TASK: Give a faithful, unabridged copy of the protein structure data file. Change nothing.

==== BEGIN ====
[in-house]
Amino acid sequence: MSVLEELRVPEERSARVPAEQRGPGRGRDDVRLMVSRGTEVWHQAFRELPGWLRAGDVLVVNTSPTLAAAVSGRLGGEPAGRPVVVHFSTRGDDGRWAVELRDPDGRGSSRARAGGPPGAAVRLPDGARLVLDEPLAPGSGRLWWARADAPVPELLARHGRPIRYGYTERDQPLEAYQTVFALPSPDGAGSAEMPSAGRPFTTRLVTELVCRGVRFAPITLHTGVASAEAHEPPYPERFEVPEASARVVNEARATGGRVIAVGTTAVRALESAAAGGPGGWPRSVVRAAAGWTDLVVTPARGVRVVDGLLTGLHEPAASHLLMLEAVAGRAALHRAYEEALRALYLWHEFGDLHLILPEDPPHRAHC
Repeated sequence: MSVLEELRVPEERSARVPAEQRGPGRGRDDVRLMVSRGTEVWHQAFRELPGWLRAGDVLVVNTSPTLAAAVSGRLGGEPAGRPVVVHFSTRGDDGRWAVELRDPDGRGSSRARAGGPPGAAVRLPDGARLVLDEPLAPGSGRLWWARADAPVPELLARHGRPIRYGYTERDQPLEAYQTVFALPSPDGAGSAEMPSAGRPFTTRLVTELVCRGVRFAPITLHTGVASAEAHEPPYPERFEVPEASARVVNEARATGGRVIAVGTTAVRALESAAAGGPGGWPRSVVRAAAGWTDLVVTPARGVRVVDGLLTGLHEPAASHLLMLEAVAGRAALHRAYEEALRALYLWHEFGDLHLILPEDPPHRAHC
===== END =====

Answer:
[in-house]
Amino acid sequence: MSVLEELRVPEERSARVPAEQRGPGRGRDDVRLMVSRGTEVWHQAFRELPGWLRAGDVLVVNTSPTLAAAVSGRLGGEPAGRPVVVHFSTRGDDGRWAVELRDPDGRGSSRARAGGPPGAAVRLPDGARLVLDEPLAPGSGRLWWARADAPVPELLARHGRPIRYGYTERDQPLEAYQTVFALPSPDGAGSAEMPSAGRPFTTRLVTELVCRGVRFAPITLHTGVASAEAHEPPYPERFEVPEASARVVNEARATGGRVIAVGTTAVRALESAAAGGPGGWPRSVVRAAAGWTDLVVTPARGVRVVDGLLTGLHEPAASHLLMLEAVAGRAALHRAYEEALRALYLWHEFGDLHLILPEDPPHRAHC
Repeated sequence: MSVLEELRVPEERSARVPAEQRGPGRGRDDVRLMVSRGTEVWHQAFRELPGWLRAGDVLVVNTSPTLAAAVSGRLGGEPAGRPVVVHFSTRGDDGRWAVELRDPDGRGSSRARAGGPPGAAVRLPDGARLVLDEPLAPGSGRLWWARADAPVPELLARHGRPIRYGYTERDQPLEAYQTVFALPSPDGAGSAEMPSAGRPFTTRLVTELVCRGVRFAPITLHTGVASAEAHEPPYPERFEVPEASARVVNEARATGGRVIAVGTTAVRALESAAAGGPGGWPRSVVRAAAGWTDLVVTPARGVRVVDGLLTGLHEPAASHLLMLEAVAGRAALHRAYEEALRALYLWHEFGDLHLILPEDPPHRAHC